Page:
Hungary’s first and only car safari park in Szada, won’t be opening its doors to visitors in 2021. The park, home to around one hundred animals from Hungary’s two largest traveling circuses, will have to find a new place after the local municipality decided not to grant the necessary permission to qualify it as a zoo.
Following the idea of director József Richter Jr., the car safari park opened in the small Hungarian town of Szada (30 km from Budapest) last year. Visitors could drive into the park with a car and were able to watch giraffes, elephants, camels, horses, donkeys, and the most special members of the family, the donkras (zebra and donkey mix), up close.
However, the unique place has not won the hearts of all. Residents of the area did not like the safari park because it was too noisy and had too many visitors, so they lobbied together at the municipality to close the place.
Related articleHungary's First Safari Park Opens Near Budapest
A safari park, operated by the Hungarian National Circus, opened in Szada, Pest County, on Wednesday to visitors. The park, the first of its kind in Hungary, is operating with nearly 100 animals from Hungary’s two largest traveling circuses, the Hungarian National Circus and the Richter Flórián Circus. Animals from the two Hungarian circuses are stationed […]Continue reading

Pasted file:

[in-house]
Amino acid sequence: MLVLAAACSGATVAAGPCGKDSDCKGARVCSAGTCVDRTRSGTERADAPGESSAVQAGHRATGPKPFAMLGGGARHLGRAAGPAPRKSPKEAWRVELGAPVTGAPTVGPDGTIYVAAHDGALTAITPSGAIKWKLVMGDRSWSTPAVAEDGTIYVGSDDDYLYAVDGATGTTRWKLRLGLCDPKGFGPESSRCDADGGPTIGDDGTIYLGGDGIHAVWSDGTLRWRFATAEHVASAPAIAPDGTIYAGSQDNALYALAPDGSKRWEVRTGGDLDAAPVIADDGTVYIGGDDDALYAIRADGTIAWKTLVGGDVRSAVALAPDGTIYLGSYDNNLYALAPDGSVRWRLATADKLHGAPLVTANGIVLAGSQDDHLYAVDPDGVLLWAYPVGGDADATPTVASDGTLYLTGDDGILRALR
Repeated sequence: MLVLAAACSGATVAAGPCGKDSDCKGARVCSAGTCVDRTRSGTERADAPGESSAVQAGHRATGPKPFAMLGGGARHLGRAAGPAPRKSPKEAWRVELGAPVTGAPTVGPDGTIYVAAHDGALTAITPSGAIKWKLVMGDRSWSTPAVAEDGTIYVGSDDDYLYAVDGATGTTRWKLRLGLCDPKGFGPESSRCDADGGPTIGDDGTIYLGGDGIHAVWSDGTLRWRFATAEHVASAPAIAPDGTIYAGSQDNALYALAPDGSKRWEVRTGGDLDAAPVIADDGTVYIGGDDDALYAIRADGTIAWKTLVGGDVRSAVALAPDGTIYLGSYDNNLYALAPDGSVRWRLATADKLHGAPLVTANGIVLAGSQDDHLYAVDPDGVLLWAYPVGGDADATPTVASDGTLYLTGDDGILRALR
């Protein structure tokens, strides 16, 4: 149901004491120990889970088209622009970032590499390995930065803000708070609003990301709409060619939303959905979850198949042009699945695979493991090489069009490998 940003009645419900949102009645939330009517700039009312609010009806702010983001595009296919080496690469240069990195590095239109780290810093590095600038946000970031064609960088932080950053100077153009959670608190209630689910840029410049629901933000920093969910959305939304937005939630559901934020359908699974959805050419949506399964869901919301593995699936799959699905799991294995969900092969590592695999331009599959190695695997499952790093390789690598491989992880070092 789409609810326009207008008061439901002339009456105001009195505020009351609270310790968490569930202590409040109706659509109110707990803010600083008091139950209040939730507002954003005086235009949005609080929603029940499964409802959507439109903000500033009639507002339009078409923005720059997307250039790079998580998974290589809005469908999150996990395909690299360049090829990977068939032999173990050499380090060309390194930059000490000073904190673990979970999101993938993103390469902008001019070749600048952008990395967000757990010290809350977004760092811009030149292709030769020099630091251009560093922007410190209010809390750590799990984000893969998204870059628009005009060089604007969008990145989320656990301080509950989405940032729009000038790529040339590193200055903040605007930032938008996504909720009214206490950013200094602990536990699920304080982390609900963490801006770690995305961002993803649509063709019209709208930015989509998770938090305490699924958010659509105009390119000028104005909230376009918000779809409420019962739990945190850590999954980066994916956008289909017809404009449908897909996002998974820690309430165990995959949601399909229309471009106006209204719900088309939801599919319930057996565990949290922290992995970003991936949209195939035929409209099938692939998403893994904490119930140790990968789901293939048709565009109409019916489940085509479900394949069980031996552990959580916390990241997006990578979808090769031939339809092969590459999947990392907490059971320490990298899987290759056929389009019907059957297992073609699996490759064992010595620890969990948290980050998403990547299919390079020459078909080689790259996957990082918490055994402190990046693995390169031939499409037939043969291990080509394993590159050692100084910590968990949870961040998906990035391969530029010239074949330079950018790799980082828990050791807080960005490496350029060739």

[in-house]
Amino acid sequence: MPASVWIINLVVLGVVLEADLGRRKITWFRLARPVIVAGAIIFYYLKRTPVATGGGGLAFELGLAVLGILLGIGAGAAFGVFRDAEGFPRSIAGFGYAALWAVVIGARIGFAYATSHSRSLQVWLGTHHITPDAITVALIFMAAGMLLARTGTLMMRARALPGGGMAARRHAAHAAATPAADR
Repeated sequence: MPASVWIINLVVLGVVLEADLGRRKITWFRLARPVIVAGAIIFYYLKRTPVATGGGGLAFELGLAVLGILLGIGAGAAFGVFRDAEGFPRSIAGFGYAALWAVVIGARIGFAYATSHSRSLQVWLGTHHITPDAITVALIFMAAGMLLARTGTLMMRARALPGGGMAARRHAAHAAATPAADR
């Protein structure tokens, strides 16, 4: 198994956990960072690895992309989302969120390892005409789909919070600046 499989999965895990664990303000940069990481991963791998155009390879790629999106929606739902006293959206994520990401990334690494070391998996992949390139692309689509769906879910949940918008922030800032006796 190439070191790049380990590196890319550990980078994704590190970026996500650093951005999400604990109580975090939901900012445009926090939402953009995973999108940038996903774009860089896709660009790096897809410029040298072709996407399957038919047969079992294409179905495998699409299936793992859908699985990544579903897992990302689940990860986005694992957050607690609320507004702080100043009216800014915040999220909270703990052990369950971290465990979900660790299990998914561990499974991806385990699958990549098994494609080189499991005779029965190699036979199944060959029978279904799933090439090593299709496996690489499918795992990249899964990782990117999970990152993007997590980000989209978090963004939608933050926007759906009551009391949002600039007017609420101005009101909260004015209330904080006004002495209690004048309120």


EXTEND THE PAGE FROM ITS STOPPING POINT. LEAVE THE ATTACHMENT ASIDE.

“Unfortunately, after the opening we had to deal with thousands of visitors with their cars queuing on the street, even stepping outside was impossible. We didn’t mind the animals, but the traffic and the noise,” a mother living near to safari park told Blikk.
Photo: Ungarn Heute
The director of the circus and the park, József Richter Jr., was hopeful that the project would continue, as they had acquired new land further away from the residential area at the request of the municipality and the residents, and “everyone was satisfied” with the solution, he told the paper. He added that the safari park was a great help in maintaining the animals, as the circus shows were canceled due to the coronavirus epidemic.
In a Facebook post, József Richter Jr. also asked the help of municipalities that would be willing to adopt the park.
Featured photo by Noémi Bruzák/MTI